From their stronghold in Icepeak, the evil Queen Juliana (Eileen O'Neill) and her son, Nekron (Stephen Mendel), send forth a wave of glaciers, forcing humanity to retreat south towards the equator. Nekron sends a delegation to King Jarol ( Leo Gordon) in Firekeep to request his surrender, but this is a ruse orchestrated by Queen Juliana for Nekron's sub-humans to kidnap Jarol's bikini-clad daughter, Princess Teegra (Cynthia Leake); Queen Juliana feels that Nekron should take a bride to produce an heir. However, Nekron is incensed and rejects the notion of peace, Teegra and his mother's plan. Later, Teegra makes an escape and comes upon Larn (Randy Norton), a young warrior and the only survivor of a village razed by glaciers, who offers to escort her back to Firekeep. As Teegra is recaptured, Larn teams with the mysterious Darkwolf ( Steve Sandor) to save Teegra and then travel to Icepeak to stop Juliana. Darkwolf faces Nekron and kills him as Icepeak succumbs to lava released by King ...Written by
Mohammed Salman Khan
Darkwolf rescues Larn from Nekron's iceberg, then both head to Fire Keep. They proceed to convince Jarol to lend him the Dragonhawks so they can return to the glacier to rescue Teegra and kill Nekron. Why didn't they simply infiltrate the glacier while they were still there? After all, Larn got close enough to fire an arrow at Nekron. Darkwolf could have killed him there, instead of wasting time heading back to Fire Keep. See more »
If you peacefully surrender, my Lord Nekron will cease the destruction of...
This is your message of peace? A demand for our total and unconditional surrender?
We call it an offer of alliance, Your Majesty.
I call it blackmail.
My Lord Nekron's offer...
To hell with Nekron and his offer. We are free men, not slaves.
King Jarol, be reasonable.
My son, Taro, speaks more with his heart than with his head. But he speaks for all of us.
There can be no alliance. We will fight you to the death.
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When I was a lot younger and 'traditional hand-drawn animation,' to quote Mr. Eisner, wasn't dead, I was a fan of Ralph Bakshi. Sort of the anti-Disney, Bakshi did counter-culture movies like Fritz the Cat (which Robert Crumb hated so much he subsequently killed off the character), Wizards (a midnight movie staple for years), and the unfortunately named Coonskin, which was nearly incomprehensible. Bakshi was a sort of cultural renegade, offering up in animation what no one else could basically, he made animated films for adults and following his own warped vision of how things should be. Probably his highest profile work was his 1978 version of Lord of the Rings, a movie I still enjoy to this day. Problem is, aside from Rings, none of Bakshi's films ever made any money, and an attempt to go commercial with 1981's American Pop fizzled (granted, it was an uneven film). Bakshi returned to the genre that he'd done the best with swords and sorcery for 1983's Fire and Ice. 70s megastar artist Frank Frazetta designed most of the characters and did a fair amount of pre-production art (some of which, in true Bakshi fashion, shows up in montages in the film). It was a teaming up of the greatest fantasy artist if the day and the only animator who could have brought his stuff to life with any accuracy. The film was scripted by Roy Thomas, famous for working on Marvel Comics' Conan series, and Gerry Conway, another comics writer. That's a lot of genre talent for a small animated film.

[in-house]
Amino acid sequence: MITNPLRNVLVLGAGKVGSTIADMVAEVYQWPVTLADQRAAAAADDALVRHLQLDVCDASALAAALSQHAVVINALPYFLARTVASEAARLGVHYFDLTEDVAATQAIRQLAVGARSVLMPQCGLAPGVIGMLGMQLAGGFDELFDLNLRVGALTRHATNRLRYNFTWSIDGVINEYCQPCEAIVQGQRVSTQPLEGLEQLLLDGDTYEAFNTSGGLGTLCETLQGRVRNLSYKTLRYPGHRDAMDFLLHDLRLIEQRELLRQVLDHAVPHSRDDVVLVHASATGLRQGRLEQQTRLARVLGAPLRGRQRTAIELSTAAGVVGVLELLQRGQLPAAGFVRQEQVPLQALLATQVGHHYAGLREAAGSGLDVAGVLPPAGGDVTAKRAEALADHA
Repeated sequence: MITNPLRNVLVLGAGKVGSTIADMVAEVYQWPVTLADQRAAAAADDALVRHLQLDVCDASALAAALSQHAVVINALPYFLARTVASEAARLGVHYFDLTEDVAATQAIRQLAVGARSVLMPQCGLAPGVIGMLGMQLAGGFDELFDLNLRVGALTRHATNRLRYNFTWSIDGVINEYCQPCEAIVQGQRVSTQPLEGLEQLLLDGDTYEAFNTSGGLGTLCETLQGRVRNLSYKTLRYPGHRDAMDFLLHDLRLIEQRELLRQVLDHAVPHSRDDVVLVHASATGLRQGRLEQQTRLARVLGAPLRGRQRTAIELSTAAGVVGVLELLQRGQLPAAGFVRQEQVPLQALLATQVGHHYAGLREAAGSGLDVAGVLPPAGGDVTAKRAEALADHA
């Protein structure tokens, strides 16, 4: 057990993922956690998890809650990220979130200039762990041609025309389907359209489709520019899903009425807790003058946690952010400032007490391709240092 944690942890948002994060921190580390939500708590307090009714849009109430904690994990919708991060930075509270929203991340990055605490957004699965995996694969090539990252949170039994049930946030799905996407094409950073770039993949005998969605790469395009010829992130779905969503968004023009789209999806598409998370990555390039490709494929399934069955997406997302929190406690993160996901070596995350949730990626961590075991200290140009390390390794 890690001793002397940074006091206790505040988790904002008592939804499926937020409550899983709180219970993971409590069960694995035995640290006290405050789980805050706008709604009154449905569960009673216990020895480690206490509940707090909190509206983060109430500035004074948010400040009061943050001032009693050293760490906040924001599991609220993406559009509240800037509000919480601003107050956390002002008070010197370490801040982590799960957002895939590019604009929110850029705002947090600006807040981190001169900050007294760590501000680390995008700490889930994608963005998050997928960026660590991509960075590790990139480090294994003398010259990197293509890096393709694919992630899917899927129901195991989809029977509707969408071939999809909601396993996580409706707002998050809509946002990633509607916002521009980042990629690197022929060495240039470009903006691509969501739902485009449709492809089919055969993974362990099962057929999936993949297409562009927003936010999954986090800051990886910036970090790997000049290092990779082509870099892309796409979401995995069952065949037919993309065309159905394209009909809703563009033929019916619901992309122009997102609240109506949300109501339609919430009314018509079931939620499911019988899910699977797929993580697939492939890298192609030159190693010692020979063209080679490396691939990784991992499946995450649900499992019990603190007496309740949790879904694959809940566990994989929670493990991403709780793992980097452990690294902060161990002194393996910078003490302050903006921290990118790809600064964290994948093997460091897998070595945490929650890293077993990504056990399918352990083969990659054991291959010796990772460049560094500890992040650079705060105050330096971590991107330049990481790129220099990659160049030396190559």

Fire and Ice is no classic. It probably marks the pinnacle of rotoscoping and is a beautifully rendered film. There's a scant excuse for a plot and the characters are wafer thin, but the joy of the film is in the design and animation. This one really is eye candy, and I don't know if any of those involved with its creation ever aimed higher than making an animated Frazetta painting. Certainly they achieved that in spades.
Fire and Ice is achingly simple in its set up. Evil Ice Lord Nekron (a Bakshi staple name, used previously in Wizards) uses his magic powers to crush his enemies with a rapidly moving glacier. He also has a bunch of orcs (call them what they are) at his command who wipe out anyone who dodges the ice. Next up on his deep freeze: Fire Keep, run by King Jerol, who controls the lava, etc. The story centers mostly around a young man named Larn, the stereotypical hottie boy with long hair who runs around in a loincloth. After his village is iced, Larn encounters Jerol's ample daughter, Teegra, a Frazetta gal if ever there were one; body by Pamela Anderson, wardrobe by Frederick's of Hollywood. Aside from the pretty pictures, this would have been a forgettable flick if not for the presence of Dark Wolf, a mysterious warrior who's part Batman, part Superman, and all bad-ass. Dark Wolf's fun to watch, and he elevates the movie into the realm of the watchable.
The dialogue is pretty bad and the story is cliché-ridden, but Fire and Ice is still fun in a dopey kind of way. Some of the elements could have made a decent fantasy pulp novel, and a lot of the designs are pretty neat. Bakshi made better films than this (Wizards, Rings) but he made worse, too (most of the rest of his stuff). I wouldn't recommend this for anyone other than Bakshi fans or animation die-hards, or someone who really likes the fantasy genre. But it's light, brainless fun, and in my mind deserves not to be forgotten to the dustbin of obscurity.
June 8, 2004
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